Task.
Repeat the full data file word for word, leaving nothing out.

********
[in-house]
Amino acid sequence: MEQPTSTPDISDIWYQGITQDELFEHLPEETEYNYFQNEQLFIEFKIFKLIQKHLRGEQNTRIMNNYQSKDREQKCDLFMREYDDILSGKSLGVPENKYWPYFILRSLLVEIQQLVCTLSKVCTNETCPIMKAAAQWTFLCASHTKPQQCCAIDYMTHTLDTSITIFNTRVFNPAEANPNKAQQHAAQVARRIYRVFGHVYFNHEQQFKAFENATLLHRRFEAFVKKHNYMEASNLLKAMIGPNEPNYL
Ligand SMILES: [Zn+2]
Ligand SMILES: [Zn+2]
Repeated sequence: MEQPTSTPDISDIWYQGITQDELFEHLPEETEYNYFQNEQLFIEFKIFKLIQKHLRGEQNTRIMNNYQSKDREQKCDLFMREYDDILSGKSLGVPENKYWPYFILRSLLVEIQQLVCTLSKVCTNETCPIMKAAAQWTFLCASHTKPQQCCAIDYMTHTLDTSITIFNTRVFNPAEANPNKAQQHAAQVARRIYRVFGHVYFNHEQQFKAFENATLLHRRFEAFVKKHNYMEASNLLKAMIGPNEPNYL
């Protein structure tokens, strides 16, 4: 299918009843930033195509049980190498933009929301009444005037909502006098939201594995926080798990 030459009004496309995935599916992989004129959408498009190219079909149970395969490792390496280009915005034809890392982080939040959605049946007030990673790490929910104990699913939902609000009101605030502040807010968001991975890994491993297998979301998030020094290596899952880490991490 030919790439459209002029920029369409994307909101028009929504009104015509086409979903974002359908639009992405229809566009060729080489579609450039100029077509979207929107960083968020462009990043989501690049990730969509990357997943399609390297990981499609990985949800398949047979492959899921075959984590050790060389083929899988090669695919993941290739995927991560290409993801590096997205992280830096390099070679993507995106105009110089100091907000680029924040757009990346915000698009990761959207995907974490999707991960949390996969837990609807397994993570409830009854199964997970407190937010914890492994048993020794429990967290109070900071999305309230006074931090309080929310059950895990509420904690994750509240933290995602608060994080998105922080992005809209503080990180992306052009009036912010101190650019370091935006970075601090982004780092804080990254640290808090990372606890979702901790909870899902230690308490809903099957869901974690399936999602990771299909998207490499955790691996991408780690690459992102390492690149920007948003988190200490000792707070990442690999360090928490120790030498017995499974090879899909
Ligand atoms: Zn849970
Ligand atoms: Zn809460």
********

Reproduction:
[in-house]
Amino acid sequence: MEQPTSTPDISDIWYQGITQDELFEHLPEETEYNYFQNEQLFIEFKIFKLIQKHLRGEQNTRIMNNYQSKDREQKCDLFMREYDDILSGKSLGVPENKYWPYFILRSLLVEIQQLVCTLSKVCTNETCPIMKAAAQWTFLCASHTKPQQCCAIDYMTHTLDTSITIFNTRVFNPAEANPNKAQQHAAQVARRIYRVFGHVYFNHEQQFKAFENATLLHRRFEAFVKKHNYMEASNLLKAMIGPNEPNYL
Ligand SMILES: [Zn+2]
Ligand SMILES: [Zn+2]
Repeated sequence: MEQPTSTPDISDIWYQGITQDELFEHLPEETEYNYFQNEQLFIEFKIFKLIQKHLRGEQNTRIMNNYQSKDREQKCDLFMREYDDILSGKSLGVPENKYWPYFILRSLLVEIQQLVCTLSKVCTNETCPIMKAAAQWTFLCASHTKPQQCCAIDYMTHTLDTSITIFNTRVFNPAEANPNKAQQHAAQVARRIYRVFGHVYFNHEQQFKAFENATLLHRRFEAFVKKHNYMEASNLLKAMIGPNEPNYL
């Protein structure tokens, strides 16, 4: 299918009843930033195509049980190498933009929301009444005037909502006098939201594995926080798990 030459009004496309995935599916992989004129959408498009190219079909149970395969490792390496280009915005034809890392982080939040959605049946007030990673790490929910104990699913939902609000009101605030502040807010968001991975890994491993297998979301998030020094290596899952880490991490 030919790439459209002029920029369409994307909101028009929504009104015509086409979903974002359908639009992405229809566009060729080489579609450039100029077509979207929107960083968020462009990043989501690049990730969509990357997943399609390297990981499609990985949800398949047979492959899921075959984590050790060389083929899988090669695919993941290739995927991560290409993801590096997205992280830096390099070679993507995106105009110089100091907000680029924040757009990346915000698009990761959207995907974490999707991960949390996969837990609807397994993570409830009854199964997970407190937010914890492994048993020794429990967290109070900071999305309230006074931090309080929310059950895990509420904690994750509240933290995602608060994080998105922080992005809209503080990180992306052009009036912010101190650019370091935006970075601090982004780092804080990254640290808090990372606890979702901790909870899902230690308490809903099957869901974690399936999602990771299909998207490499955790691996991408780690690459992102390492690149920007948003988190200490000792707070990442690999360090928490120790030498017995499974090879899909
Ligand atoms: Zn849970
Ligand atoms: Zn809460």